The nonprofit group Inland Empire Waterkeeper opposed Barcelo’s request, saying it would encourage other property owners to challenge the moratorium and saying that the conditions leading to the widespread septic failures have not changed. The solution is to extend sewer service to Quail Valley, said the group’s attorney. But that could take years.

New Jersey Legislature opposes more onsite systems in Highlands

By a 4-1 vote on May 1, the New Jersey Senate’s Environment and Energy Committee passed a resolution opposing a regulation that would increase the density of onsite systems in a rural region of New Jersey. The state Assembly passed an identical resolution in December.

The region in question is called the Highlands, and it is an expanse of woods, lakes and rolling hills in the central and northern part of the state. What the proposed regulation would do is allow more septic tanks per acre of land. Environmentalists objected, saying septic systems are a primary source of nitrate pollution. Residents of the Highlands have cited state regulations as an impediment to development, and state Department of Environmental Protection officials defend the regulation, saying it protects water quality while allowing minimal growth.

Legislators say the proposed regulation violates the intent of a 13-year-old law to preserve and protect hundreds of thousands of acres in the Highlands. The Legislature’s resolution gives the Commissioner of Environmental Protection 30 days to withdraw or modify the regulation. If the commissioner does not, the Legislature may pass another resolution to invalidate it.

Minnesota Amish community fights onsite system requirements

A group of Amish from Fillmore County in the southeastern corner of Minnesota filed a lawsuit in April as part of a years-long battle against regulations that require them to install onsite wastewater systems or holding tanks.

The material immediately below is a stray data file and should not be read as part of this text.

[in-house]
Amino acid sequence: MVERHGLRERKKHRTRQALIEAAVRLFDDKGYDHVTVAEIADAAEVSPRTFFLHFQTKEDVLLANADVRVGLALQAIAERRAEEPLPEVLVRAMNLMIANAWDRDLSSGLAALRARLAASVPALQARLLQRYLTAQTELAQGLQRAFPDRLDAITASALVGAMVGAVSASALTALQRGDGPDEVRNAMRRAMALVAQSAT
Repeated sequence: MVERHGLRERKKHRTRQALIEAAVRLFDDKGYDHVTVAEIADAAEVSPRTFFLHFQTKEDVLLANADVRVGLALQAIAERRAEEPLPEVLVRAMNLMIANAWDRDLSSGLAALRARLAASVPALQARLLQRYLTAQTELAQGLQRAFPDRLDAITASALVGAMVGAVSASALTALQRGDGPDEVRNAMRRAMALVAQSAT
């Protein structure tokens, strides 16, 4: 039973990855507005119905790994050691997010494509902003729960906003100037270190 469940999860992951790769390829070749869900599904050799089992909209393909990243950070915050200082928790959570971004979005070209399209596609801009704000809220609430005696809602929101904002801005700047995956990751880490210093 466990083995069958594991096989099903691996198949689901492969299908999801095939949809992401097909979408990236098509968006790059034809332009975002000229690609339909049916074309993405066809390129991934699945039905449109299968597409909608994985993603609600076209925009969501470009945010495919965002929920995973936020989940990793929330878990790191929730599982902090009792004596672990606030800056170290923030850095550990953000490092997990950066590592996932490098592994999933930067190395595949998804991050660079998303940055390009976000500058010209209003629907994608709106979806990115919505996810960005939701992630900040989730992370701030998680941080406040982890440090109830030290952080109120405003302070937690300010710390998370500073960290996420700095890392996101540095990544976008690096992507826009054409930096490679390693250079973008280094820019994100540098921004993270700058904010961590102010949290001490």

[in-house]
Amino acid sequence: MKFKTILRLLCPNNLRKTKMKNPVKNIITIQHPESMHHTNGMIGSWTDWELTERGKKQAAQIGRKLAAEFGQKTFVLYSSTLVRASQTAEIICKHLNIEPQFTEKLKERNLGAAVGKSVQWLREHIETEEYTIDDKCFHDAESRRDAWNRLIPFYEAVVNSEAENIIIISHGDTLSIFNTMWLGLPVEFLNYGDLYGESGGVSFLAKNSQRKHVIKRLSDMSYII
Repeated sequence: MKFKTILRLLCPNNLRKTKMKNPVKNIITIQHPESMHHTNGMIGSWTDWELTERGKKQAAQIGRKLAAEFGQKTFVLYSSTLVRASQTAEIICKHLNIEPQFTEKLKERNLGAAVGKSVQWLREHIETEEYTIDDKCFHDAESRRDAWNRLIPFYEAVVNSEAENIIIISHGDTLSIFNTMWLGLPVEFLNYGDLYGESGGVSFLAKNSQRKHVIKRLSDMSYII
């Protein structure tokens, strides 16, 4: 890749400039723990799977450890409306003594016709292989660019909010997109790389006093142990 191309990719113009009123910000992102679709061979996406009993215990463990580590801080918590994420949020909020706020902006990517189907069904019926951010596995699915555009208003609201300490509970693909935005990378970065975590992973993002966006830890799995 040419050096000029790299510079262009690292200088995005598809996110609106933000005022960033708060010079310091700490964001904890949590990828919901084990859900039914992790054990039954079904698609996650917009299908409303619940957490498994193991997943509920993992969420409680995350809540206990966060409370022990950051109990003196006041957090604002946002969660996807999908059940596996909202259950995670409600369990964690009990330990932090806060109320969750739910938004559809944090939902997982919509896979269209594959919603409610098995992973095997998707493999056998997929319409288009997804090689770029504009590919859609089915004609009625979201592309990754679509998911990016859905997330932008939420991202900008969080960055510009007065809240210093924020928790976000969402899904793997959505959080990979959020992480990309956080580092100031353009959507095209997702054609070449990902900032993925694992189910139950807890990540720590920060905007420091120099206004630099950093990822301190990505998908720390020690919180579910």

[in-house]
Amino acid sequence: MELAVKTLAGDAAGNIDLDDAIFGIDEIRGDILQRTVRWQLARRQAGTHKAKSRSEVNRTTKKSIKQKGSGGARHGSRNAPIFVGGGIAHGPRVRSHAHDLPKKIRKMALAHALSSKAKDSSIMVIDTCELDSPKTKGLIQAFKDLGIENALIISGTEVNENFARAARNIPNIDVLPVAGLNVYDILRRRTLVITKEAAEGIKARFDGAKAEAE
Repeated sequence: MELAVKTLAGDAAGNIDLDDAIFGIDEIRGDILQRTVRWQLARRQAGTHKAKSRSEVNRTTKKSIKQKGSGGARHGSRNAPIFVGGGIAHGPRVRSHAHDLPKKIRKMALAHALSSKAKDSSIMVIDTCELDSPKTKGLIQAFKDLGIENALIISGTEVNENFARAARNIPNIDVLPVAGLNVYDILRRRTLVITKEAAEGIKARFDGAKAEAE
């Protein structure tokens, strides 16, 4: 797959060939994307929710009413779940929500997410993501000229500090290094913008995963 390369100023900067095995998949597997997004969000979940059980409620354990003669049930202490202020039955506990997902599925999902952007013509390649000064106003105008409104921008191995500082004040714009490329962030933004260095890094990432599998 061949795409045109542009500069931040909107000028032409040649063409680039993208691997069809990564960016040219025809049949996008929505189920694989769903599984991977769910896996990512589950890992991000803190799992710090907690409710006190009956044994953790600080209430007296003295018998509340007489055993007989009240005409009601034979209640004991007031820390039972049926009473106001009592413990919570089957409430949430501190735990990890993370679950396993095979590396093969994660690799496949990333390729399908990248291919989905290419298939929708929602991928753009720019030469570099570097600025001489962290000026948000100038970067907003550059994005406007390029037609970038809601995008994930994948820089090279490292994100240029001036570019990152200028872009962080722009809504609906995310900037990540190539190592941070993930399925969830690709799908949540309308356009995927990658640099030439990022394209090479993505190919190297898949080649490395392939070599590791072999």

For the Amish it is a matter of religious choice, and they say they reuse graywater for watering their gardens.

“If we take a step in the wrong direction and teach our children and grandchildren, and lead them in that direction, we will have to answer for it at the day of judgement. We are asking in the name of our Lord to be exempt and forgiven for this oppression that is being laid on us,” says one letter sent by 105 members of the community to the state about three years ago.

The Minnesota Pollution Control Agency — a defendant in the lawsuit along with Fillmore County — says the geology beneath the Amish homes is karst, and those eroded limestone structures easily transport contaminants to groundwater. News reports quoted Fillmore County attorney Brett Corson as saying several other cases have been decided in favor of the county.

Amish in Ohio have made similar objections to wastewater regulations in that state, but those cases were either settled with a compromise or decided in favor of state and local government.

New York water suppliers must test for contaminants

All water suppliers in New York will be required to test for at least three unregulated contaminants under a provision in the state’s new budget.

The contaminants have all been found in Long Island’s aquifers. They are: 1,4-dioxane; perfluorooctanoic acid, or PFOA; and perfluorooctane sulfonate, or PFOS. A 12-member water-quality council, also established by the budget, will recommend whether other contaminants should be added to the list for testing and whether the state should set standards separate from those in federal regulations.

All water providers, public or private, must test if they have at least five year-round connections or regularly serve at least 25 residents. State officials said this is the first regulation in the nation to require almost all water suppliers to test for contamination. 

Wisconsin may eliminate fund that helps low-income citizens replace septics

Gov. Scott Walker’s proposed two-year budget would eliminate a fund that provides financial assistance for low-income citizens to replace aging septic systems shown to be contaminating groundwater or drinking water.

People making up to $32,000 annually can apply to the Wisconsin Fund for grants for the work. In 2016, the fund paid about $2.3 million to 654 property owners. A portion of county septic system permit fees is sent to the state to fund the program.